NOTE: This article originally appeared in JMPer Cable, Issue 15, Summer 2004.
John Sall, Executive Vice President, SAS Institute Inc. @john_sall
Bradley Jones, JMP Development @bradleyjones
Every statistical procedure involves assumptions. We are taught to fear the violation of these assumptions. For example, the standard procedures for comparing means, the two-sample t-test, the paired t-test, and ANOVA all include the assumption that the residual error is normally distributed. If the error is normally distributed, and all the other assumptions hold, then all the test statistics have their claimed distributions, and confidence intervals and hypothesis tests can be trusted. We even have a rich source of analytic tools to probe our assumptions, such as the features in the distribution platform which test and graph against the normal distribution. What if the residuals are not normally distributed? How much should a practitioner worry about whether the residuals are normal? Few articles, and fewer books, go into any detail on how much to worry about the normality assumption.
Having normally distributed residuals is an issue we probably don’t need to worry much about because:
With large samples, the central limit theorem states that even if the data is not normal, mean-like statistics approach normal distributions as the sample size increases. With small samples, the test statistic is not necessarily normal, but we don’t have a big enough sample to tell.
JMP developers get frequent requests to implement a test for residual normality as a convenience feature for our fitting platforms. But this would only be useful if there were sample sizes for which non-normality could be detected and mattered. Let’s investigate, using simulation.
For our simulation we compare the means of two groups using two different non-normal error distributions: a double exponential and a shift-contaminated normal. The double exponential is symmetric, but leptokurtotic, i.e., much more peaked and having much heavier tails than the normal distribution. The shift contaminated normal is a normal distribution skewed to the right by adding a shift of three standard deviations in a randomly-selected 5% of the samples.
The double exponential is simulated by this JMP formula:
The shift-contaminated distribution uses this JMP formula:
10+5*(randomNormal() + (randomUniform()<0.05)*3)
These are meant to be characteristic of strong, but not extreme, nonnormality you might see in real data.
Figure 1 shows 10,000 points of the simulated double-exponential and Figure 2 shows the shift-contaminated distributions. The solid red diagonal line is a reference for how the data would look if it fit a normal distribution. Note that the data fall below the line for small quantiles and above the line for large quantiles. His is characteristic of leptokurtotic distributions. They have plenty of probability mass in the middle with long but sparsely populated tails.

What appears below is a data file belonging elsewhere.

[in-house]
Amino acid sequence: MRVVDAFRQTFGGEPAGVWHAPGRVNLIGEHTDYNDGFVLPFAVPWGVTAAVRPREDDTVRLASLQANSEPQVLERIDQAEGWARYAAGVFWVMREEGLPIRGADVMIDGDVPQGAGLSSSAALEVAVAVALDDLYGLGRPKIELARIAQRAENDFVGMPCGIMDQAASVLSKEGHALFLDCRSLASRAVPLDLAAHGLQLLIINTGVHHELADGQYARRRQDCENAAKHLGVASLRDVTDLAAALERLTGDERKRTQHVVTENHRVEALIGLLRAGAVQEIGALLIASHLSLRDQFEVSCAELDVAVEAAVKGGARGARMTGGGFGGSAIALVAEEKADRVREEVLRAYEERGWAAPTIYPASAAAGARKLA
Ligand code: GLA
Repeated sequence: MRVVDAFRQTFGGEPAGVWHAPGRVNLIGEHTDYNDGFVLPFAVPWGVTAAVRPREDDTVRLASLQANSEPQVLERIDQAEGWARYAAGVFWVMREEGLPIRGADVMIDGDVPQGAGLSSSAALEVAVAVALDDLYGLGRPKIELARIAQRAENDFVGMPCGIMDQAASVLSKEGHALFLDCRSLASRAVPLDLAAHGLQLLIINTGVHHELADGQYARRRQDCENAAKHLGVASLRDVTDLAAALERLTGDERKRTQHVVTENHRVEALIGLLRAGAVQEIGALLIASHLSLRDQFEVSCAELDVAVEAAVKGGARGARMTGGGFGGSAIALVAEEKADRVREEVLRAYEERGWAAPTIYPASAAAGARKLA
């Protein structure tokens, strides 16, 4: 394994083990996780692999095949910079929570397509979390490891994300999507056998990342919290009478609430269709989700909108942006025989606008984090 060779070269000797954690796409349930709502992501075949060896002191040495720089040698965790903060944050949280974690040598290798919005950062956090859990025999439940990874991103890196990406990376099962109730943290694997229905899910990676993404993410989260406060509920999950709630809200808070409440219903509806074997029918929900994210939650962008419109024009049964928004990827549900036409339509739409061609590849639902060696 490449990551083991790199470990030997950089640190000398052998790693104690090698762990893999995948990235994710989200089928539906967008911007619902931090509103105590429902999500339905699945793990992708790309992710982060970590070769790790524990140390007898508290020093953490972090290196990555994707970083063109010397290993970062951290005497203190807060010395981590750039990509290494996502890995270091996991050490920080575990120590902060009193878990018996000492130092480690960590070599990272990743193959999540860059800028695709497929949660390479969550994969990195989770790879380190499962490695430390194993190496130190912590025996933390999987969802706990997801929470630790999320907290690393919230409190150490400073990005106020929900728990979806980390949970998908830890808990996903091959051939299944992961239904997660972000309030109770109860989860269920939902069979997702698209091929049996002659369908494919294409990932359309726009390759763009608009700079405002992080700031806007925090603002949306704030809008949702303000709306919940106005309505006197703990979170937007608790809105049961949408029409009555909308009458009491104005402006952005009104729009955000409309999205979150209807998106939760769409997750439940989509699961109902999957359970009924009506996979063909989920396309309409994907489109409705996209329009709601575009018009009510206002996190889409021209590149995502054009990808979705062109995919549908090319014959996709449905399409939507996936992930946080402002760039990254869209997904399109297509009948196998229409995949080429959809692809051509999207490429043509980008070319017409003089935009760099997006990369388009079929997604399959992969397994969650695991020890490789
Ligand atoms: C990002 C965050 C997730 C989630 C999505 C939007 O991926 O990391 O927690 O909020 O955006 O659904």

The data in the normal quantile plot for the shift-contaminated distribution (Figure 2) fall above the solid red diagonal line for large quantiles. This is characteristic of right skewed distributions. Had the data been normally distributed, the top of the histogram would have ended around 30 instead of continuing a bit past 40.
A JSL script was run that generated 10,000 Monte Carlo samples with 10 observations for these two nonnormal distributions. The script (MonteCarlo.jsl) is attached. (NOTE: The script takes a while to run.) Each sample was divided into two groups of equal size. By design, there is no difference between the means of the two groups. We also generated 10,000 samples for the standard normal distribution as a control. For each sample, we ran a one-way analysis to test the difference of the means and a distribution to test the normality of the residuals. We repeated this entire procedure for samples of size 20, 30, 50, 70, and 100.
Test For Equal Means When There is no Difference in the Population Means
First, let us look at the plots of our 10,000 p-values for the non-normal distributions. Remember that our procedure is designed so that there is no true difference in the means for each sample. Because of random variation, the p-values for our 10,000 one-way analyses should be uniformly distributed between zero and one. The uniform distribution function is the diagonal line F(x) = x.
To produce the plots in Figures 3a and 3b, we first sorted the 10,000 p-values. The y-axis is the proportion of the 10,000 p-values less than or equal to a given significance probability. The x-axis shows the significance probabilities (pvalues). Each sample size is shown in a different color.
For both plots and all sample sizes, the distributions of the p-values look close to the diagonal line of the uniform cumulative distribution function. As we hoped, neither changing the distribution nor changing the sample size has much effect on the accuracy of significance probability of the ANOVA test for equal means.
Let’s look closer at the low scale near 0.05 where we are judging significance. The plots in Figure 4a and 4b magnify the area.
Note that the red diagonal line corresponding to the test for equality of means for two groups with five observations strays slightly below the line y = x. What does this mean?